Today’s post is written by Jake Pollack, program manager for the UO Sustainability Leadership Certificate Program.
Over the past few years I have carefully followed not only the colors that are affiliated with sustainability, and their implications, but how sustainability is paired (or not) with technology. So, while it may seem elementary (or primary in the case of blue, and secondary in the case of green—apologies for the educator jokes) the colors point to deeper implications of culture and the blending of different approaches to sustainability and technology. Back in 2009, when I read Andrew Kirk’s Counterculture Green, I started thinking about the historical aspects of the traditional rift between the environmental movement and the world of technology. Having grown up as a nature lover and digital native, I understood the tension between appreciating ecological systems and playing video games, but this, of course, is a much deeper discussion that can’t be covered in one blog entry.
However, what I can chart are some of the recent trends that are promising and point out a few challenges that I see in the future as we move ever deeper into virtual realms where machine-to-machine conversation is the norm, and our dependency on technology is assumed as “natural.” The first of these is the realization that cloud computing has an enormous environmental impact, whether you measure it in terms of water, e-waste, energy consumption, or any other concrete service that is required for large server centers. A recent webinar on Sustainable Industries describes this infrastructure and examples of the continuous improvement and innovation required to make these ventures efficient. A GreenBiz article describes a Stanford study which found that one-tenth of all electricity consumed in the US goes towards the Internet, and reports on the Future of Internet Power group, which is a response by Adobe, eBay, Facebook, HP, salesforce.com, and Symantec to “identify and publicize best practices around low-carbon power-sourcing for data centers in the United States.” Finally, Apple recently announced it will build a giant solar farm to power its Nevada datacenter.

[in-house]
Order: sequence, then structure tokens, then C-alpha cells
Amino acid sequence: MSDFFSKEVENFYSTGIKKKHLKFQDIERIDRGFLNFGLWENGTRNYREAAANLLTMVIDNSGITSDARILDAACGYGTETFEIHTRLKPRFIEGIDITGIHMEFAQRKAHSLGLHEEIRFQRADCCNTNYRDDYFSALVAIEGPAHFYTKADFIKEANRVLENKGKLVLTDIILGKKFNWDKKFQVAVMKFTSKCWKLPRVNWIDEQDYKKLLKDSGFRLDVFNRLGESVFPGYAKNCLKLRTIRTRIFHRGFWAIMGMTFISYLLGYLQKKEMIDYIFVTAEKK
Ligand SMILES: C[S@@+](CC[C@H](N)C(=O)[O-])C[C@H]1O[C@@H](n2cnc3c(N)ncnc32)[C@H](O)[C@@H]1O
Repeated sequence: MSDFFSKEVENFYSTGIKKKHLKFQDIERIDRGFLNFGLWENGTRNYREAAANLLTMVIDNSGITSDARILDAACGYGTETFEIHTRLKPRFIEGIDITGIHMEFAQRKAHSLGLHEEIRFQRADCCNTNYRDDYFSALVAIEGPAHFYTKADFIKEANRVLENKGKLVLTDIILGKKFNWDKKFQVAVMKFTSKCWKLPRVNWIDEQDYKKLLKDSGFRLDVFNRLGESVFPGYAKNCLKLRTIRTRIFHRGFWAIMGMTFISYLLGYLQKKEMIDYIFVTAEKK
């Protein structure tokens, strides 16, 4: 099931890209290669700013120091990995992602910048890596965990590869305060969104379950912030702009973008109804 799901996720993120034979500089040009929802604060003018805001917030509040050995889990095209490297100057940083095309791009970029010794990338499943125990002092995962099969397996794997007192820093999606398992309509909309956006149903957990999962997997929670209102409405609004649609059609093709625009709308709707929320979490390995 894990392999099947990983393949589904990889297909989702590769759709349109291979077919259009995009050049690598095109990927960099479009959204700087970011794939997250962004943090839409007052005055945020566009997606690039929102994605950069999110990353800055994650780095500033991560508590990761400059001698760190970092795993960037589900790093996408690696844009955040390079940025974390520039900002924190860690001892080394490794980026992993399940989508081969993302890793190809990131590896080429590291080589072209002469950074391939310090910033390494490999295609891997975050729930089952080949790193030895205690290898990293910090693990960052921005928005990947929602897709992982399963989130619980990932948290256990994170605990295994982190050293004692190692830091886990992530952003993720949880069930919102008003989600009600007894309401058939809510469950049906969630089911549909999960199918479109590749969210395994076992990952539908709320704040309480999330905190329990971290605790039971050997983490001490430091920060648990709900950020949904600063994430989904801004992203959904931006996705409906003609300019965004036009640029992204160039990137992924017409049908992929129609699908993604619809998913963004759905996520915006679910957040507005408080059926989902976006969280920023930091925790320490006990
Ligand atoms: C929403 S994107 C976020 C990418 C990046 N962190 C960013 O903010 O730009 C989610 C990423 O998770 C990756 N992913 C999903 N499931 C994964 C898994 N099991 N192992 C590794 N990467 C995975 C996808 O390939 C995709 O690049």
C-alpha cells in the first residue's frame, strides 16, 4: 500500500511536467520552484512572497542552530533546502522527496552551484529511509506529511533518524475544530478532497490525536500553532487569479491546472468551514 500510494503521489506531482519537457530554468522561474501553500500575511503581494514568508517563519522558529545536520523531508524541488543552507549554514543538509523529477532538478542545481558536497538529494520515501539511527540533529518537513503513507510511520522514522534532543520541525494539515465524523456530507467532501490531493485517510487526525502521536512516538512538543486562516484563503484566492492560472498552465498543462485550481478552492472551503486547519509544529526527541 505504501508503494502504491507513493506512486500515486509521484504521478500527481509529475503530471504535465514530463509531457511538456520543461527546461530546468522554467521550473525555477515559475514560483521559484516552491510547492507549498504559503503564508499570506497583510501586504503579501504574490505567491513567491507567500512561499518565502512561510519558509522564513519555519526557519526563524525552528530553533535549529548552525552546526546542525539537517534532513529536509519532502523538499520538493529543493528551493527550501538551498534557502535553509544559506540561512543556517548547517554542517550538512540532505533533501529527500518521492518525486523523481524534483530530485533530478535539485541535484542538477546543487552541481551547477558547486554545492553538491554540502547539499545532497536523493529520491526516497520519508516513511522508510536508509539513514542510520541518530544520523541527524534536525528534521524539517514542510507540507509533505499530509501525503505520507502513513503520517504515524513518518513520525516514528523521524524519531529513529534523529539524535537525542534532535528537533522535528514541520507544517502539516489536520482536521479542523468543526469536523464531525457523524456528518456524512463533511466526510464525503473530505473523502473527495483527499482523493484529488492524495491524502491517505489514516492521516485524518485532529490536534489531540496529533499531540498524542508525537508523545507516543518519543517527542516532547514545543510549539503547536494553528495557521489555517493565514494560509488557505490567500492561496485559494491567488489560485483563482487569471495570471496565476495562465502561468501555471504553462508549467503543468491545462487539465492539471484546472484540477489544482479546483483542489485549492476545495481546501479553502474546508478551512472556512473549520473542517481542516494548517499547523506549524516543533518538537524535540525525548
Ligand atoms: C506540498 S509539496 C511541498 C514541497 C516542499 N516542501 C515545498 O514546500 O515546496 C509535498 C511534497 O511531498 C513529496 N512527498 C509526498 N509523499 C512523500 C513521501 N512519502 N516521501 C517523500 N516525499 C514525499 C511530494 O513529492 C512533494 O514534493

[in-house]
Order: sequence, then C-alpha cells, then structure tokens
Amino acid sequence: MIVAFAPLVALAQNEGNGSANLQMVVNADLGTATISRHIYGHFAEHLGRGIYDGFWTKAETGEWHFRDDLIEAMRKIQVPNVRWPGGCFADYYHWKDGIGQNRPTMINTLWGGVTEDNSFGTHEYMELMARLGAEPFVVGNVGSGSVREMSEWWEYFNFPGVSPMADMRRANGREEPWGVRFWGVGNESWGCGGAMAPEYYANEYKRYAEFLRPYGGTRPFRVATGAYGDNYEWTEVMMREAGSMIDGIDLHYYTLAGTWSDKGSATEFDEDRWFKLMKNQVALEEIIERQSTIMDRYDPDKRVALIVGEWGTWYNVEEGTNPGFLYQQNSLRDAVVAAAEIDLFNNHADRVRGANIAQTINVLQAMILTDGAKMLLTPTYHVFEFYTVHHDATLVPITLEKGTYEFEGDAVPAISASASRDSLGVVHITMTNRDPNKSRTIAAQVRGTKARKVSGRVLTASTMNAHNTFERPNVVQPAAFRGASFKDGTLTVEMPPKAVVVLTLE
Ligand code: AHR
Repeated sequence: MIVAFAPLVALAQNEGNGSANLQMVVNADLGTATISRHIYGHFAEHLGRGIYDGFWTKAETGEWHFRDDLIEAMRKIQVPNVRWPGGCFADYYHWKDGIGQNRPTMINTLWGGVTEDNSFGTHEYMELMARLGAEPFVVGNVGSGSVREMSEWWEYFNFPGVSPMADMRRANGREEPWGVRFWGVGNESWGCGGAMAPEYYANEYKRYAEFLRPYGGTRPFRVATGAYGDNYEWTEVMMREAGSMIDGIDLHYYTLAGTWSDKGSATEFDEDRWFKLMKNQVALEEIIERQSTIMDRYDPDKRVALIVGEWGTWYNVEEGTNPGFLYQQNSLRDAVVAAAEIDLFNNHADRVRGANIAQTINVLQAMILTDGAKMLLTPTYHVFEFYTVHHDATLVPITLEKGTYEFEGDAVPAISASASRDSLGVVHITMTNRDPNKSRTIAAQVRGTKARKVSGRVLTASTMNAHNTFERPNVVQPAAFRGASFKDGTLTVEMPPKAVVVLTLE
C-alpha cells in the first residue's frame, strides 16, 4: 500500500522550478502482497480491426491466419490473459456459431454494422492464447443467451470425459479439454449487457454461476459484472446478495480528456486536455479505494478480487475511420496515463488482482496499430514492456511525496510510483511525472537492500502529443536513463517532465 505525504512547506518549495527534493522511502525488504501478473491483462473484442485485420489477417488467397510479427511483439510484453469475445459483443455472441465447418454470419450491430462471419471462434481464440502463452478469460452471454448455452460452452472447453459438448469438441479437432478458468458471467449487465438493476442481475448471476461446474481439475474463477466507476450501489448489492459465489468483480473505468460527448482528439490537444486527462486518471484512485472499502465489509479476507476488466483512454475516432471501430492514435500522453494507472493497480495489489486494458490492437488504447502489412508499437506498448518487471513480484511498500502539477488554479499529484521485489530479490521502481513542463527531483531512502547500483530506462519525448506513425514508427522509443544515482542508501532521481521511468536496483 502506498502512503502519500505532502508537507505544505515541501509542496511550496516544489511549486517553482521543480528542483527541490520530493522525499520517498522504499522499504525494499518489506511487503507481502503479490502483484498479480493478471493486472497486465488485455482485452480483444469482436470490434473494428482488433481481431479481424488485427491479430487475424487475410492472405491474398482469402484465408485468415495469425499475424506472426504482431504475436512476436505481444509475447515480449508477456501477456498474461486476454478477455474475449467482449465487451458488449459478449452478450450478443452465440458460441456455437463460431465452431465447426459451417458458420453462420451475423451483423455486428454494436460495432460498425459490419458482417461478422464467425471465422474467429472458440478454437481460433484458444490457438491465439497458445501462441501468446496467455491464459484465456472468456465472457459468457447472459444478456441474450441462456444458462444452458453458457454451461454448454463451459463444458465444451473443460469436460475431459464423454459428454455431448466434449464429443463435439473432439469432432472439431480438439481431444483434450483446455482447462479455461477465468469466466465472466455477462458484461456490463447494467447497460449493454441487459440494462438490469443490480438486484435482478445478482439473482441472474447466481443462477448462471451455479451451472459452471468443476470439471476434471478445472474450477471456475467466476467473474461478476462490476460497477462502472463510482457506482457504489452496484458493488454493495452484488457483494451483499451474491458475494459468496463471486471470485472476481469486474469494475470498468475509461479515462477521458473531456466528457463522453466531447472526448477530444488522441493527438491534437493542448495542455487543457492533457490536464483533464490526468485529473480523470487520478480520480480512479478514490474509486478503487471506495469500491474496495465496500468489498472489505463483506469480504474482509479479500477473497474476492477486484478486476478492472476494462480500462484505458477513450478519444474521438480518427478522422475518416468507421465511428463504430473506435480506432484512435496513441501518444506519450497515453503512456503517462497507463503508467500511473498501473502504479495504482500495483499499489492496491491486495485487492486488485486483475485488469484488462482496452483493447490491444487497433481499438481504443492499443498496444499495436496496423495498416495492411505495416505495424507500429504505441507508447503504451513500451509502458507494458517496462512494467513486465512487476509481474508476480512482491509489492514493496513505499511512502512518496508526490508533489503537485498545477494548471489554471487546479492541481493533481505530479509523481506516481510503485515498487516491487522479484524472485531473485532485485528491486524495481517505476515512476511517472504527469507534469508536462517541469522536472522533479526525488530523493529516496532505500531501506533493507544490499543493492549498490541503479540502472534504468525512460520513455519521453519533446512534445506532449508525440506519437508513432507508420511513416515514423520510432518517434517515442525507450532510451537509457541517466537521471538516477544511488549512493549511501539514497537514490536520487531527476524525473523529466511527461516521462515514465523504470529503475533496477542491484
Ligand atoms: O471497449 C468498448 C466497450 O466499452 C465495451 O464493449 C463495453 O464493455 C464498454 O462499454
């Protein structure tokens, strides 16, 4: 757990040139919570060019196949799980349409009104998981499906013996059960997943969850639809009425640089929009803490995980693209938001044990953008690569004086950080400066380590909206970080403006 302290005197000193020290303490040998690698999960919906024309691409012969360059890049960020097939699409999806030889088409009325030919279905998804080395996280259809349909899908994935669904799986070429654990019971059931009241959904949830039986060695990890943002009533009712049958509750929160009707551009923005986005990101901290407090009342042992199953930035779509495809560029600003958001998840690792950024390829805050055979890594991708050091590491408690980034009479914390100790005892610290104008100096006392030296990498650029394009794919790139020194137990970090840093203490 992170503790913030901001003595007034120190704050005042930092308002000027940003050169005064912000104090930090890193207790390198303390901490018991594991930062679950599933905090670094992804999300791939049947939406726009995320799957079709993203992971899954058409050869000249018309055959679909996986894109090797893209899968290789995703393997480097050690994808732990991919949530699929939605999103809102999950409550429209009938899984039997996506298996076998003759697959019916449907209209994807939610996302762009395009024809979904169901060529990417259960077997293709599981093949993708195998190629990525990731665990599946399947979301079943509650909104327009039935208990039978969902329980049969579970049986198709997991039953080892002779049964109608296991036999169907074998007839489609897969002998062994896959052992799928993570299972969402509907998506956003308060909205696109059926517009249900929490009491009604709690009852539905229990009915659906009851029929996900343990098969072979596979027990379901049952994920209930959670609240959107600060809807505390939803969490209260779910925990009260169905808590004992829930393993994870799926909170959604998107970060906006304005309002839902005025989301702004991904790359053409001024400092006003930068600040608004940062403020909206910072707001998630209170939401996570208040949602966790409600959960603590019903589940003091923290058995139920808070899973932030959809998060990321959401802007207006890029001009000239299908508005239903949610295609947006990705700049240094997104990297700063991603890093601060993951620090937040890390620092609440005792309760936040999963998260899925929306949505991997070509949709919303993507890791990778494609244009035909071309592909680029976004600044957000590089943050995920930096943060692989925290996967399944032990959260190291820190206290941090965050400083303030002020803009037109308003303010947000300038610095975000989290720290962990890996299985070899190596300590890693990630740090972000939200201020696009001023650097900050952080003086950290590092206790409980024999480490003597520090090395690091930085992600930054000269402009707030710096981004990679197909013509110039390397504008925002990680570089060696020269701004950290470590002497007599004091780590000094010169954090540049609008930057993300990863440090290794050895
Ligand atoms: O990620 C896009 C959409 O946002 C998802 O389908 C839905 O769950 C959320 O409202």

This aspect of greening the cloud is important as big data seems to be on course to grow continuously, and it shows that the major players in both hardware and cloud-based software recognize this as an opportunity in the midst of an unpredictable and volatile energy market. The main challenge actually goes back to the deeper implications of culture and thinking about what all this computing power is actually used for and who is using it. In other words, the question remains whether to put this incredible computing power to use for further preservation and maintenance of the living systems of our planet, or to continue disseminating kitten videos across the Internet. At this time, that seems an oversimplification, but my guess is that in the future, we’ll be paying much more careful attention to the end uses of data and have to make some difficult decisions about these results. In light of cities moving to models of resilience and the recent release of President Obama’s climate commitments, there will be major implications for technology resources as well as the information that is passed through those networks.
Jake has worked in sustainability leadership settings internationally for the last six years in higher education and is currently the program manager for the UO Sustainability Leadership Certificate Program. He has mentored and trained students and professionals in aspects of sustainability ranging from cross-cultural communication to organizational transformation. His PhD research examined interdisciplinary and collaborative models of sustainability and a new triple bottom line of resilience, integrity, and commitment. Though his work in the field began in ecovillages and grassroots centers of innovation, he is now interested in the scale of cities and cultivating a cross-sector platform for professionals who wish to accelerate and incubate projects that address our most significant sustainability challenges.